Early Morning Attack and Room Destruction — Gangster Writer Experiences: “The Shivering Reality of the Yakuza” | FRIDAY DIGITAL

Early Morning Attack and Room Destruction — Gangster Writer Experiences: “The Shivering Reality of the Yakuza”

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Mr. Suzuki has been covering gangs for nearly 30 years.

It was early in the morning, when I was sleepwalking.

Someone pounded on the front door. When I opened the door, three men suddenly entered. They looked like rappers, wearing sunglasses and baseball caps. They proceeded to knock down everything in the room from one side to the other. They even destroyed a computer on a desk until it was disabled again. After ravaging the interior, the men left silently without a word. It was only a matter of minutes–and then they were gone.

The person who experienced this horrifying experience was Tomohiko Suzuki, 55, a freelance journalist who mainly covers gangs. Mr. Suzuki recalls the circumstances of the trouble.

It was in the late 1990s, when I was just starting out as a writer. I had rented a room in an apartment in Kabukicho (Shinjuku-ku, Tokyo) as a place of work in addition to my home, and the attack by three men was something I had not expected, and I watched in dismay as the room was destroyed.

One factor that comes to mind as to why I was attacked was an article I had published in a mook book about designated gangs. It was a manuscript I had written on the theme of “strong and weak,” and I guess the gangs, who value their reputation, could not tolerate being judged as “strong” or “weak. I think it was retaliation for the article. But since the men did not identify themselves, I don’t know the real cause.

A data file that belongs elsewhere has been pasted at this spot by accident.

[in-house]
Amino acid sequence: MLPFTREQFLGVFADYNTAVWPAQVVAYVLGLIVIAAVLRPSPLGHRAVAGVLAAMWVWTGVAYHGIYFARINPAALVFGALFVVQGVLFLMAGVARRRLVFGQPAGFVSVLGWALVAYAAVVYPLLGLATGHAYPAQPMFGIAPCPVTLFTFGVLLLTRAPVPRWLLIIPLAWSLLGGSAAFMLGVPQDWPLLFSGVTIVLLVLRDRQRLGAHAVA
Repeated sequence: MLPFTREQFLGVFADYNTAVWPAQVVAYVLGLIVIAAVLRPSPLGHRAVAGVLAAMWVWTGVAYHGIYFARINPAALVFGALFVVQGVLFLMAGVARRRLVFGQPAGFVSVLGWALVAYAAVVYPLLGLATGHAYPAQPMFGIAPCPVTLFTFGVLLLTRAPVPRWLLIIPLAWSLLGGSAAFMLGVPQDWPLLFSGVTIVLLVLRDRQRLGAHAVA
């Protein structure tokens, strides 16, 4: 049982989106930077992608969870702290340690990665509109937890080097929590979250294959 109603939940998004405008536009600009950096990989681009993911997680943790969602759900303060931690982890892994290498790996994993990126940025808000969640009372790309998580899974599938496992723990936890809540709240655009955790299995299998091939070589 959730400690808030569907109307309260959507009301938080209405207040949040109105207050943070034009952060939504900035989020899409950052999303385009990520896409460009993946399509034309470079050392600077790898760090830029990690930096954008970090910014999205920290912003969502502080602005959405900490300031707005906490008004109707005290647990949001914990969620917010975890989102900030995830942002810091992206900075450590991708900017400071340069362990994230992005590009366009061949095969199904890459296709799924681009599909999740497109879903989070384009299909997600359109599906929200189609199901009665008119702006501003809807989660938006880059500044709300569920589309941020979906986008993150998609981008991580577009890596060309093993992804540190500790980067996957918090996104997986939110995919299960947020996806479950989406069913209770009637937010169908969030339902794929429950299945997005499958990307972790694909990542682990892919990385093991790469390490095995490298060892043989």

Young men covered in blood were sitting on the floor next to the chit-chat.

Mr. Suzuki, feeling that he was in danger, immediately filed a damage report with the police. He temporarily evacuated to Osaka, relying on a gang leader he knew.

I didn’t ask him to go, but he said, ‘I’ll go talk to him. I don’t know where he went. The gang leader’s condition was that I withdraw the damage report. I did as he asked and nothing untoward happened after that.

According to Mr. Suzuki, it is rare to be directly harmed while covering a gang. He was attacked only once, as mentioned above. However, he has often been “made an example of.

One time I was summoned to a gang office. We talked in the office at a chatty level, but the atmosphere was bizarre. A young man was made to sit on his knees in front of me, and he was nodding his head the whole time. His face was battered and swollen and covered in blood. He was the gang member who provided me with the information. I guess he was just making an example of me, saying, ‘If you blabber on and on, that’s what will happen to you.

Suzuki said he often witnessed gang members being hit with large ashtrays and drivers being hit in the head from behind with shoehorns.

What surprised me was that every time there was an election, the secretary of an unknown congressman would visit my workplace. They were asking for help in the election, but they were probably acquaintances of the gangsters I had interviewed. I was amazed at the extent of their network.

What I kept in mind was to appeal that I had no money. Without money, there would be no merit to threaten them, and it would be difficult for them to touch me. Even if the gangsters demanded money as a reward, I made it a point never to pay them.

There is an unspoken rule in covering gangsters not to provoke them. From his own experience, Suzuki says he has learned the secret to working in the yakuza world.

  • Narrator Tomohiko Suzuki

    Born in Hokkaido in 1966. Dropped out of Nihon University College of Art. After working as a freelance photographer, began reporting on the theme of "violence. Former editor-in-chief of Jitsuwa Jidai BULL. Author of many books, including "Sakana to Yakuza" and "Yakuza tokidoki Piano.

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